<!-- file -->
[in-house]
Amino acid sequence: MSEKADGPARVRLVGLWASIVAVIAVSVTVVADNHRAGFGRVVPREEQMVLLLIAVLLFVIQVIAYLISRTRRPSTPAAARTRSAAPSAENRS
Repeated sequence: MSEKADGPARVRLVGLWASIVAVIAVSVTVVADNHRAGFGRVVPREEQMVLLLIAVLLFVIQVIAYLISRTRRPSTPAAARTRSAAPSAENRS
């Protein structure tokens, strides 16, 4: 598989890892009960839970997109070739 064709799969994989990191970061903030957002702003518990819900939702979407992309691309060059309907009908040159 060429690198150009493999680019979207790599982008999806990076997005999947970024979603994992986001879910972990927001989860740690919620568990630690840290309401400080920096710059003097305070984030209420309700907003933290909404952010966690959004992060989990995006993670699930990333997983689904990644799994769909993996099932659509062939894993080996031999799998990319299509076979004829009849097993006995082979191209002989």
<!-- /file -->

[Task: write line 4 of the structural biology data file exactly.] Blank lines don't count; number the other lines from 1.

């Protein structure tokens, strides 16, 4: 598989890892009960839970997109070739 064709799969994989990191970061903030957002702003518990819900939702979407992309691309060059309907009908040159 060429690198150009493999680019979207790599982008999806990076997005999947970024979603994992986001879910972990927001989860740690919620568990630690840290309401400080920096710059003097305070984030209420309700907003933290909404952010966690959004992060989990995006993670699930990333997983689904990644799994769909993996099932659509062939894993080996031999799998990319299509076979004829009849097993006995082979191209002989």